8 Steps to Help With Empty Nest Syndrome
The nest of family love is like a nest of birds, even in families that have separated parents. When it is the right time to fly, the young will fly away, as is the way of life. Parents must deal with the absence of family, friends, and love when children have flown from the nest of their family to build their own home, or explore/make their own way in the world. However, for some people, especially for the primary caregiver, this can be a time of great emptiness and sadness, that can easily tip into depression if unheeded. On a personal note, I experienced severe sadness when my daughter moved out of home to go to uni in Melbourne two years ago, with my son about to leave for his uni adventure next week.
We live in a country town and have been fortunate enough to travel and they both couldn’t wait to move to the city. They never plan to move back to the country. Never is a strong word when you are a teenager. But we will be close and I love going to Melbourne.
Some people celebrate the empty nest, whilst some of us struggle through it. If you are like me and feel melancholy about the prospect of having no kids at home to take care of, here are some helpful tips. And be mindful that I am a workaholic and loved being a working mum. It was challenging and so rewarding.
1. Prepare for the Departure
The first child leaving is the worst, but then you know what is coming with subsequent kids and dread it even more. Make sure you have friend networks and look into some hobbies you may have had BC (before children). This is time for you, so use it wisely.
2. Treat the Event as an Adventure
Both you and your children will be better off if you treat this as a big adventure. Your children will be feeling a range of emotions from being terrified to being over the moon about their upcoming new experience.
3. Prepare for the Departure
You may feel a sense of loneliness and emptiness when they’re gone because you can’t just turn around and tell them the things as you always used to do. Keeping up constant communications is vital for maintaining a sense of family togetherness and to keep up with the news. Technology has made this so much easier. But don’t smother them or they may rebel and chose not to keep in contact.
4. Recognise the Symptons of Empty Nest Early
Empty nest syndrome is a psychological condition that affects principally women when one or more of the children leave home. Most commonly it occurs when children leave for university or when children marry and leave home to live with their spouse. Empty nest syndrome often coincides with other major events in life, such as menopause, illness, or retirement. It impacts women in particular because motherhood is viewed as a primary role for both working and stay-at-home moms, and a role to which women dedicate themselves as a principal responsibility for an average of 20 years.
A child leaving can precipitate a feeling of redundancy, accompanied by feeling lost, unworthy and unsure about the future. Feeling sad and crying a little is a normal, healthy reaction to be expected of any parent; after all, it is a big change. It becomes a problem when you have feelings that stand in the way of your life, such as thinking that your life is no longer worthwhile, you’re unable to stop crying excessively, and you’re unable to resume a normal life of seeing friends, getting out and about, or resuming some activities that get you back into the swing of things.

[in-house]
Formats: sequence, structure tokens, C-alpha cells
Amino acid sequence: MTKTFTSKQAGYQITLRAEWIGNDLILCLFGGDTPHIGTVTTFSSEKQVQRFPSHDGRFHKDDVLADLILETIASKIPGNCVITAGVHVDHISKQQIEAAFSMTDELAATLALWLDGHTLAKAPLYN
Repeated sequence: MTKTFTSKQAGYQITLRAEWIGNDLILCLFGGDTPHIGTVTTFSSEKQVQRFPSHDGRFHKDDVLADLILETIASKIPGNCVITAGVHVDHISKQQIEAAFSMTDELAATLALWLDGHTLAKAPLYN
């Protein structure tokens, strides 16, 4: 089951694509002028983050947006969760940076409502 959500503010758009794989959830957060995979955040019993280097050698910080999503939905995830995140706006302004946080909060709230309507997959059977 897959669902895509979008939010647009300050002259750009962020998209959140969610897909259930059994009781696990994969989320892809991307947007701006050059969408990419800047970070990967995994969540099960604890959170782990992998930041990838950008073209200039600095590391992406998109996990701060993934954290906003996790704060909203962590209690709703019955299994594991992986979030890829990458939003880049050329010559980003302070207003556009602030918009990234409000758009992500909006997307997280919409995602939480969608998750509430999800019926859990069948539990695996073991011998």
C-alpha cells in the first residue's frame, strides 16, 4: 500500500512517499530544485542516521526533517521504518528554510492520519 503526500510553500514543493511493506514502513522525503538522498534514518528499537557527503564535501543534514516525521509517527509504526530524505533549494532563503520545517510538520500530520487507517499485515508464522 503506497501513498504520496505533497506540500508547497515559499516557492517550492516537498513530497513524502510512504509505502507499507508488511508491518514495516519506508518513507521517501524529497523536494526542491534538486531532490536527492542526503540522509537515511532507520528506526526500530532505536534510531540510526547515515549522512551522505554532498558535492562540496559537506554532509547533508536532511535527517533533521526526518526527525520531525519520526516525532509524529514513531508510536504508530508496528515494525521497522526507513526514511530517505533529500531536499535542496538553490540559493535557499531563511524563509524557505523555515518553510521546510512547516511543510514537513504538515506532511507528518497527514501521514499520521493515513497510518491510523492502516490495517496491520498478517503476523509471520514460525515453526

5. Prepare for the Departure
If you find that you’re really not coping and feel a deep sense of emptiness, sadness, or an inability to get your life back on track after the children leave, it’s important to get help. You might be suffering from depression or a similar psychological ailment that is preventing you from enjoying life to its fullest. Talk to a professional.
6. Start Doing What You Want to do.
Once you’re satisfied that you’ve set your child on the right path, the business will wear off and you’ll start noticing the big change in your life. The way in which you choose to perceive this change will color your feelings and approach to it – if you see it as a gaping hole, you’ll feel much more miserable than if you choose to see it as an opportunity to revive some of your own interests and pursuits.
- Avoid creating a shrine out of your child’s bedroom.
- Write down all the things you’d promised yourself you’d get around to
- doing one day. Now is the time to start doing them.
- Get out there and meet new people.
- Take up a new hobby or interest, or revive an old one.
- Go back to school or university.
- Restart a career
- Consider volunteering
7. Rediscover the Love of Your Life
Unless you’re a lone/single parent, you’ll be left with your spouse or partner. And this can be a difficult time if you discover that there’s a problem with your relationship you hadn’t faced because having the children around helped to cement together your spousal relationship. Or, it can simply be a case that after being parents for so long, you’ve forgotten how to be lovers. This is a time to reassess/rekindle.
8. Focus on Positives of Your Kids Moving Out
Focusing on some of the positive changes resulting from your children moving out can ease the sense of loss considerably when you weigh up what you’ve gained. While this doesn’t belittle the importance of your sadness and the big transition you and your children are going through, it does help you to try and see the brighter side of your future.
What does this have to do with marketing? Nothing! This is just a personal share blog, I hope it helps at least one of you who read and follow my work.
Happy Valentine’s Day and have a great weekend!Hall of Fame Marketing Bendigo Services and tagged Hall of Fame Marketing Bendigo, Personal Development